Those estates, however, included people. So long as entail held, an enslaver could not sell off any slaves he came to by inheritance. Instead he had to keep them together with the rest of his property. This meant that enslaved people, though still subject to most of slavery’s horrors, could expect to remain together with their families and children. The architects of the old system of inheritance didn’t intend that outcome, but it happened all the same. The new market-oriented, white egalitarian freedom meant an end to that:

The reformed inheritance laws promoted a surge in the sale of slaves by owners seeking cash. During the 1780s, 40 percent of slaves advertised in the Virginia press had been sold at least once before in their lives: up from 24 percent during the 1760s. Virginia planters increasingly valued slave children for future sale. Richard Blow assured his son, “I think it useless to raise up families of them for any other purpose but to sell.” Jefferson deemed “a woman who brings a child every two years as more valuable than the best man on the farm. What she produces is an addition to capital, while his labor disappears in mere consumption.”

Taylor, Alan (2013-09-09). The Internal Enemy: Slavery and War in Virginia, 1772-1832: Slavery and War in Virginia, 1772–1832 (Kindle Locations 741-746). W. W. Norton & Company. Kindle Edition.

The division of estates broke slave families and rendered those which remained more tenuous. You don’t have to read many slave narratives to recognize that enslaved people felt the loss of loved ones as keenly as anybody else. They often listed it alongside whipping as one of the key horrors of their lives. The end of entails freed enslavers to commence the great forced migration from the Upper South into the Cotton Kingdom which so thoroughly dismembered families in the decades to come.

In addition to that, the new laws simultaneously expand the number of enslaving Virginians. While the number of slaves held in vast estates shrank, giving more white Virginians a direct financial stake in slavery only increased their already strong practical attachment to it. The practice of renting out slaves to others grew as well, further entrenching bondage within the Old Dominion:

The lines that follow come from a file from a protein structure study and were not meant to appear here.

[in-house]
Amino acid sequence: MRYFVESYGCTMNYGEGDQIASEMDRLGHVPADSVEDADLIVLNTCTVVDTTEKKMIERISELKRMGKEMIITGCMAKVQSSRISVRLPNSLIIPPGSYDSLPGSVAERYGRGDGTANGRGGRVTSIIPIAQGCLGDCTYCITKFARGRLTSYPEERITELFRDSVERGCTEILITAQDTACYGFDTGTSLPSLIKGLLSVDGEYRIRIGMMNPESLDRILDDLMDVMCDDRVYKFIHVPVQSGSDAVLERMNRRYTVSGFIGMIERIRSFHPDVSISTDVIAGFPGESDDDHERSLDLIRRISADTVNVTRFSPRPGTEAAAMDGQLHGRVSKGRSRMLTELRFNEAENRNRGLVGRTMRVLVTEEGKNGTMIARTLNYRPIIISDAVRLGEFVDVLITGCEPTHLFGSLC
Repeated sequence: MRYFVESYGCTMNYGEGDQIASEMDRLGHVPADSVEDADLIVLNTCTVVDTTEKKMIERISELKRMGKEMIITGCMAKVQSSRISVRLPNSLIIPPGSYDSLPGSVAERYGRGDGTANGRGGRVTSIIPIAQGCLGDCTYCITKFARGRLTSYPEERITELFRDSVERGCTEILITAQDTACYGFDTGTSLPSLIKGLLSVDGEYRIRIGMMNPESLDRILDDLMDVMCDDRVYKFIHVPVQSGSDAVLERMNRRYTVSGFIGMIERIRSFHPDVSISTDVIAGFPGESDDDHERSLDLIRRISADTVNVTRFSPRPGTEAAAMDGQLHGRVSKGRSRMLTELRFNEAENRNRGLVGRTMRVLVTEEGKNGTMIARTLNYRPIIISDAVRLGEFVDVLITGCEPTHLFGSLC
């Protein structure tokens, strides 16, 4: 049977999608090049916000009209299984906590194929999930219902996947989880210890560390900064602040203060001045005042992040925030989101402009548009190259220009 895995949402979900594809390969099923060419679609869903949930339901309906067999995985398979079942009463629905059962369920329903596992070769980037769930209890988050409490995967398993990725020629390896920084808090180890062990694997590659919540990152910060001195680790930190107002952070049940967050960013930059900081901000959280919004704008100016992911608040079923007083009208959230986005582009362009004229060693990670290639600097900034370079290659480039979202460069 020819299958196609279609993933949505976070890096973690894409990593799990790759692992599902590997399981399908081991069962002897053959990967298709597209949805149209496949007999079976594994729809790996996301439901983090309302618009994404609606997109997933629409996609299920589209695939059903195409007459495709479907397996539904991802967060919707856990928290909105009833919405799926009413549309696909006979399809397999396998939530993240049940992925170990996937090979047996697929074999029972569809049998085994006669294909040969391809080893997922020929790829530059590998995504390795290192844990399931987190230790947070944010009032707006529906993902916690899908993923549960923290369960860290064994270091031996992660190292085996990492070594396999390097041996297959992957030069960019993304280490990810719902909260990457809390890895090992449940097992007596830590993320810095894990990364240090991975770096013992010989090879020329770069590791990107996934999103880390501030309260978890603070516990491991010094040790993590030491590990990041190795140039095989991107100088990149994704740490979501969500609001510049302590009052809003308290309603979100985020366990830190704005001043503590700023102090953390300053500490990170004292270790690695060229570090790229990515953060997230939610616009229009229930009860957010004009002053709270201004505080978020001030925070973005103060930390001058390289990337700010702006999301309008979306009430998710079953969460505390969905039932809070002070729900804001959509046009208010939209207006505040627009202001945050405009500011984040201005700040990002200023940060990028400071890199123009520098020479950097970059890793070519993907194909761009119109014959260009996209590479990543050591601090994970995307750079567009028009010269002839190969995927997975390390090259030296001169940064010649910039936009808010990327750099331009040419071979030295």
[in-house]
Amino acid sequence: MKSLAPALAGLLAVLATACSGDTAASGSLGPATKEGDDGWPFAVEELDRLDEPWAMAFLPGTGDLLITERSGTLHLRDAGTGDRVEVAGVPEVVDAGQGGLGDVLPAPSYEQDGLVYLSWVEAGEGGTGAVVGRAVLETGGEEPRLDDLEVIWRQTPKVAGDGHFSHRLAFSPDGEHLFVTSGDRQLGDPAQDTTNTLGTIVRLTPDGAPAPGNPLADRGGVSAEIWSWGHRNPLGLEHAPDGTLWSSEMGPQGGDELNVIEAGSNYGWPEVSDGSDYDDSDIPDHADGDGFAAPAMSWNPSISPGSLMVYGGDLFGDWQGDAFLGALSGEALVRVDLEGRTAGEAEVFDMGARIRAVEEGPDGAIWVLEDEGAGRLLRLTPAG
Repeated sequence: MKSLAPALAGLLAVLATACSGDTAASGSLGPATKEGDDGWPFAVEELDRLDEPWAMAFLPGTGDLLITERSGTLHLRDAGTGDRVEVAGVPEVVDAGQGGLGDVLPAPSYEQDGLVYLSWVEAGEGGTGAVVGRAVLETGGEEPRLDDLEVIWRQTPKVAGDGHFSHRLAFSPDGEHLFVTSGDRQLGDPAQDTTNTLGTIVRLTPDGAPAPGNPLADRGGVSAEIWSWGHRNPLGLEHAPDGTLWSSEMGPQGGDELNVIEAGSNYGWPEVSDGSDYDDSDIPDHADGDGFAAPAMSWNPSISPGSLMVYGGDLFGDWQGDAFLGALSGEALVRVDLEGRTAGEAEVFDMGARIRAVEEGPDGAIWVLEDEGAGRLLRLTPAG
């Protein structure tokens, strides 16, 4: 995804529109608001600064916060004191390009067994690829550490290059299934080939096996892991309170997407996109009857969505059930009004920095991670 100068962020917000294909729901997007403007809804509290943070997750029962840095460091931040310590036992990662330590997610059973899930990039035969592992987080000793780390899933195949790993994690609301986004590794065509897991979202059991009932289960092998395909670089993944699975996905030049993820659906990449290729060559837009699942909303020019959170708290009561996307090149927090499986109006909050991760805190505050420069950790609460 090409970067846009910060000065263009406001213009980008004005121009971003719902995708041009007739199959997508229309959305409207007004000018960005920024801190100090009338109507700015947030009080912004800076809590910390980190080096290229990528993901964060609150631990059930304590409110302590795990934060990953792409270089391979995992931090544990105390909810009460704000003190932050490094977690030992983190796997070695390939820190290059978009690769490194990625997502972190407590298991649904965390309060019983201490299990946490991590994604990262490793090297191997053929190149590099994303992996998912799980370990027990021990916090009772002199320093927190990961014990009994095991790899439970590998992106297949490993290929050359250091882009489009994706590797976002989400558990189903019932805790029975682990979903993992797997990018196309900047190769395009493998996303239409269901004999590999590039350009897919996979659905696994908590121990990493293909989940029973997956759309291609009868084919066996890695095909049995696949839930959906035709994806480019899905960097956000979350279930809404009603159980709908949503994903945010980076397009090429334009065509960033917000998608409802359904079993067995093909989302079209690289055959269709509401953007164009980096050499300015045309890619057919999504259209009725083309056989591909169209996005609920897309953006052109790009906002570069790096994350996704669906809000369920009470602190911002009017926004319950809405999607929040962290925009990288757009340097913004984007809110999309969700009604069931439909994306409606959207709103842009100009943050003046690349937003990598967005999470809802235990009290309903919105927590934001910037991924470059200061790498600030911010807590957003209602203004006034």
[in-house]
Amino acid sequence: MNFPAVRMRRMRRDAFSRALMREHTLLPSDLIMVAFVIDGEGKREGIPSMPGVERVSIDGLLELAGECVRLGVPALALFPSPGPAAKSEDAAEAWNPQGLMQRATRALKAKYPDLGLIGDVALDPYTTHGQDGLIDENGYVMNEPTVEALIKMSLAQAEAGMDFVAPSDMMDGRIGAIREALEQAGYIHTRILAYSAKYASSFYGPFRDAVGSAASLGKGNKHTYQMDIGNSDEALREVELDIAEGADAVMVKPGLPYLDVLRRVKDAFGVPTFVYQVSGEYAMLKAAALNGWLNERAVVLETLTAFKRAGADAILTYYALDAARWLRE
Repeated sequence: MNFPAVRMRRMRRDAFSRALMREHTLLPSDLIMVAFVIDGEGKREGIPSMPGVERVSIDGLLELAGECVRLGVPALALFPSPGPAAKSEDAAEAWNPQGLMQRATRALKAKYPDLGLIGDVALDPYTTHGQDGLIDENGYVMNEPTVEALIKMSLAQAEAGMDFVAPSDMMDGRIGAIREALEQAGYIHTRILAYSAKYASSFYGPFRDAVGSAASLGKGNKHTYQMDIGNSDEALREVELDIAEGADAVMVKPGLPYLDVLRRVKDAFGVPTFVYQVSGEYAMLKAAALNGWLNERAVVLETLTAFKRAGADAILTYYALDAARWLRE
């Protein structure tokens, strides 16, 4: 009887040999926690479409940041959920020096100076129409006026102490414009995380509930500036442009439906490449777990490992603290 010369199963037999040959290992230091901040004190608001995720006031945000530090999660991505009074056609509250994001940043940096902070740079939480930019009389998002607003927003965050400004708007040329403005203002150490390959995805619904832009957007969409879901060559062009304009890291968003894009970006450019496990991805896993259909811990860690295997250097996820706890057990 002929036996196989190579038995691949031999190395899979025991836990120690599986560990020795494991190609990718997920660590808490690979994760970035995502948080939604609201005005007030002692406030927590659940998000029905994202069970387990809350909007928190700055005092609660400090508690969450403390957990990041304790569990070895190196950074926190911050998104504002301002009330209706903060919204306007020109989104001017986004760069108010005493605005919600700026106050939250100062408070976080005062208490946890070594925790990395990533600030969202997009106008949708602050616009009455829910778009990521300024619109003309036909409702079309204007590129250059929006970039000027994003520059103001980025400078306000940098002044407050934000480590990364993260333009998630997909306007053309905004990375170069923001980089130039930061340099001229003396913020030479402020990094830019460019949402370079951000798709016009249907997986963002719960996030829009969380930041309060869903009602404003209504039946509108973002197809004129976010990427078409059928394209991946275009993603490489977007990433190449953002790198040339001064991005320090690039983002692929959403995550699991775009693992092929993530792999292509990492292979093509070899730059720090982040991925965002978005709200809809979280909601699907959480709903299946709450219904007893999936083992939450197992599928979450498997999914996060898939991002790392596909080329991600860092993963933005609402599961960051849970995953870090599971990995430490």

After the revolution, the renting of slaves increased as a means for masters to profit from surplus slaves, in contrast to manumitting them, which brought no financial reward. Many widows hired out their inherited slaves to derive an income while avoiding the rigors of supervising and punishing them. Executors of estates also rented out slaves to support orphans until they came of legal age. During the 1790s a farmer could rent a prime male field hand for $ 31 per year, about a tenth of the cost of buying such a slave. And an adult woman cost only about $ 11 per year, compared to $ 200 for a purchase. As renters, common men could acquire slave labor more readily than by purchase. The surge in postwar hiring further spread slaves among the white households of Virginia.

Taylor, Alan (2013-09-09). The Internal Enemy: Slavery and War in Virginia, 1772-1832: Slavery and War in Virginia, 1772–1832 (Kindle Locations 757-762). W. W. Norton & Company. Kindle Edition.

The dislocation and disruption of someone else’s life proves a far easier burden to bear than sudden changes to one’s own. When fewer people owned slaves or directly oversaw them, abolition must seem much more possible. The more people own slaves, the more they will object to challenging the system. They had a cultural stake as free white men regardless, and we should not downplay its significance, but adding a material stake to slavery could hardly do other than encourage them to defend bondage more devotedly.

Virginia probably wouldn’t have abolished slavery in the Revolutionary era anyway; it had far more slaves and enslavers than any of the states that did. But by liberalizing its inheritance laws, the Old Dominion both enhanced slavery’s durability and made the lives of a great many of its slaves more insecure and generally worse than they had hitherto endured. The advance of freedom for its fortunate sons came not just on the backs of already mistreated human property, but also through greater abuse still. To grow their freedom required shrinking the already tiny freedom of their slaves.

Alexander Hamilton and Slavery

Alexander Hamilton

Alexander Hamilton

Gentle Readers, for the past few months yours truly has affirmed a certain stereotype of his people by obsessing over a musical. The Ten Dollar Founding Father without a Father charmed me sufficiently that I spent a fair portion of that time listening to the Ron Chernow biography that inspired the show. I don’t normally care for biographies. The author has to have so much sympathy for the subject that it frequently comes at the expense of a balanced understanding. This goes double for any subject generally revered. Double it again for anybody called a founding father. I expected that I would give up on Alexander Hamilton within a few hours. Maybe the musical primed me for it, and I certainly enjoyed picking out turns of phrase that became lyrics, but I ended up listening to every word and enjoying almost every moment. In the course of writing this I stopped and looked at the prices for a used copy of the book so I could have the footnotes.